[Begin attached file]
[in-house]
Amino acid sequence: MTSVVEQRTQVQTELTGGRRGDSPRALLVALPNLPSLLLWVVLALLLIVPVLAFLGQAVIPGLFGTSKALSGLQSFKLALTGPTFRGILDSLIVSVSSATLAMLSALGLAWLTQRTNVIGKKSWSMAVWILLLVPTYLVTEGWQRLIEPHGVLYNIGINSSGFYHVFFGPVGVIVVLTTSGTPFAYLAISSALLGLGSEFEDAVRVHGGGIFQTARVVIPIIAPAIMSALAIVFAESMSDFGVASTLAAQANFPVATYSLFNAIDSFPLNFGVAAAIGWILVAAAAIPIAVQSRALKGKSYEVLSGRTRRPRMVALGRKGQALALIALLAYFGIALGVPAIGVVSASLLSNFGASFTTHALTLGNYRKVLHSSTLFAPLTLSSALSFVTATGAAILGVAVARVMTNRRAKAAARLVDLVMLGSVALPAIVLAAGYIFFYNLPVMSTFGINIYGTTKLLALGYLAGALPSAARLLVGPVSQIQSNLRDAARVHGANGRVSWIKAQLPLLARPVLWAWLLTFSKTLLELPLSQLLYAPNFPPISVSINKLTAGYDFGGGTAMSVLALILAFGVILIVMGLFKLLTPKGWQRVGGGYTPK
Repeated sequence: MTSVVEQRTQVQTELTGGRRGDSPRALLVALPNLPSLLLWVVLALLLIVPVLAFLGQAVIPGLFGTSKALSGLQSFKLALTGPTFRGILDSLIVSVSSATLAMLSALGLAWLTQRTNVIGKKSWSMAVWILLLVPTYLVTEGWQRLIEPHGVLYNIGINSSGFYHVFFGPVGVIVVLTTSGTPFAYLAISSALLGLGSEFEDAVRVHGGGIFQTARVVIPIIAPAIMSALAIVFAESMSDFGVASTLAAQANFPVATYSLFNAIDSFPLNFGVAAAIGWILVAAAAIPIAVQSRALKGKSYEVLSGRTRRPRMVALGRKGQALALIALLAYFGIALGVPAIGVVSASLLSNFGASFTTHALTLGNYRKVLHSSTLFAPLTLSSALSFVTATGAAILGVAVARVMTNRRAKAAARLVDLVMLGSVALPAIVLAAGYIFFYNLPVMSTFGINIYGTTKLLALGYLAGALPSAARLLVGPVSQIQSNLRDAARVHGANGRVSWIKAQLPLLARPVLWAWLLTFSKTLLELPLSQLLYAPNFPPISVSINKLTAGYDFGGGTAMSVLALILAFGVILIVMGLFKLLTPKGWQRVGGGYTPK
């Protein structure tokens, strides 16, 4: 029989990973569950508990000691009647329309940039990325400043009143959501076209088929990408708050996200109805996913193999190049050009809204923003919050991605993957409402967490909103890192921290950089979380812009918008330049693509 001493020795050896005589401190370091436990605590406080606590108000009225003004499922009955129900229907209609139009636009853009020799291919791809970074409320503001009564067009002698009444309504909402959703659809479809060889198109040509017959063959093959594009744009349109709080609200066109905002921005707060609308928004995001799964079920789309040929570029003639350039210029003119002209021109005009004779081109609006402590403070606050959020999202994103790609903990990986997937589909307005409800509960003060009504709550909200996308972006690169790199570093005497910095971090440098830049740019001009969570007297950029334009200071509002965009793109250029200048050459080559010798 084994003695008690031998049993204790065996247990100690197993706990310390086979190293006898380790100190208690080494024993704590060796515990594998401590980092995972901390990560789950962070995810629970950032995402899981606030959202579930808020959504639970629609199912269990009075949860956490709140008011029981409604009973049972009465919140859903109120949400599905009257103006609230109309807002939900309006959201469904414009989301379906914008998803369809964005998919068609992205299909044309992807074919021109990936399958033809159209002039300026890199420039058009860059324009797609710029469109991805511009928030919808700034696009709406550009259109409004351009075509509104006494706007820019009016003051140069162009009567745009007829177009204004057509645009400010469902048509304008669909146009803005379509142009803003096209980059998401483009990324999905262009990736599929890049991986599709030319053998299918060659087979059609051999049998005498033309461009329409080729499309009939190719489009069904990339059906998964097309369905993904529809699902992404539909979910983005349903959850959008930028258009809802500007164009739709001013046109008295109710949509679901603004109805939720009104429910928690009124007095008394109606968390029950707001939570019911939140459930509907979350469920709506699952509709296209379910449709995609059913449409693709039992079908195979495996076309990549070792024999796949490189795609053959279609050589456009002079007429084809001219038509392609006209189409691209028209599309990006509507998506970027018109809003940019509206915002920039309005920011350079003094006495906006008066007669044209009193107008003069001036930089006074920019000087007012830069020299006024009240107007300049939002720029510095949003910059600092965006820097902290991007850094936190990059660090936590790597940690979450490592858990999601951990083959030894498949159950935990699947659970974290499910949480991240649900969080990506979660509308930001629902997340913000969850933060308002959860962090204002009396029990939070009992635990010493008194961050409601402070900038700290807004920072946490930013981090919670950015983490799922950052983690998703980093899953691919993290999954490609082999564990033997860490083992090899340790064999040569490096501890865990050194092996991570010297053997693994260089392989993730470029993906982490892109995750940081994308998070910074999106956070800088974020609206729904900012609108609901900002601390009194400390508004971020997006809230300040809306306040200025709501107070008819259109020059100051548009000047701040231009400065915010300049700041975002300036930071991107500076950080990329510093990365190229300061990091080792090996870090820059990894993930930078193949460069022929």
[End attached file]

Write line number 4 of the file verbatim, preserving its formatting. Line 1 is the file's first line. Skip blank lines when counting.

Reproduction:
């Protein structure tokens, strides 16, 4: 029989990973569950508990000691009647329309940039990325400043009143959501076209088929990408708050996200109805996913193999190049050009809204923003919050991605993957409402967490909103890192921290950089979380812009918008330049693509 001493020795050896005589401190370091436990605590406080606590108000009225003004499922009955129900229907209609139009636009853009020799291919791809970074409320503001009564067009002698009444309504909402959703659809479809060889198109040509017959063959093959594009744009349109709080609200066109905002921005707060609308928004995001799964079920789309040929570029003639350039210029003119002209021109005009004779081109609006402590403070606050959020999202994103790609903990990986997937589909307005409800509960003060009504709550909200996308972006690169790199570093005497910095971090440098830049740019001009969570007297950029334009200071509002965009793109250029200048050459080559010798 084994003695008690031998049993204790065996247990100690197993706990310390086979190293006898380790100190208690080494024993704590060796515990594998401590980092995972901390990560789950962070995810629970950032995402899981606030959202579930808020959504639970629609199912269990009075949860956490709140008011029981409604009973049972009465919140859903109120949400599905009257103006609230109309807002939900309006959201469904414009989301379906914008998803369809964005998919068609992205299909044309992807074919021109990936399958033809159209002039300026890199420039058009860059324009797609710029469109991805511009928030919808700034696009709406550009259109409004351009075509509104006494706007820019009016003051140069162009009567745009007829177009204004057509645009400010469902048509304008669909146009803005379509142009803003096209980059998401483009990324999905262009990736599929890049991986599709030319053998299918060659087979059609051999049998005498033309461009329409080729499309009939190719489009069904990339059906998964097309369905993904529809699902992404539909979910983005349903959850959008930028258009809802500007164009739709001013046109008295109710949509679901603004109805939720009104429910928690009124007095008394109606968390029950707001939570019911939140459930509907979350469920709506699952509709296209379910449709995609059913449409693709039992079908195979495996076309990549070792024999796949490189795609053959279609050589456009002079007429084809001219038509392609006209189409691209028209599309990006509507998506970027018109809003940019509206915002920039309005920011350079003094006495906006008066007669044209009193107008003069001036930089006074920019000087007012830069020299006024009240107007300049939002720029510095949003910059600092965006820097902290991007850094936190990059660090936590790597940690979450490592858990999601951990083959030894498949159950935990699947659970974290499910949480991240649900969080990506979660509308930001629902997340913000969850933060308002959860962090204002009396029990939070009992635990010493008194961050409601402070900038700290807004920072946490930013981090919670950015983490799922950052983690998703980093899953691919993290999954490609082999564990033997860490083992090899340790064999040569490096501890865990050194092996991570010297053997693994260089392989993730470029993906982490892109995750940081994308998070910074999106956070800088974020609206729904900012609108609901900002601390009194400390508004971020997006809230300040809306306040200025709501107070008819259109020059100051548009000047701040231009400065915010300049700041975002300036930071991107500076950080990329510093990365190229300061990091080792090996870090820059990894993930930078193949460069022929």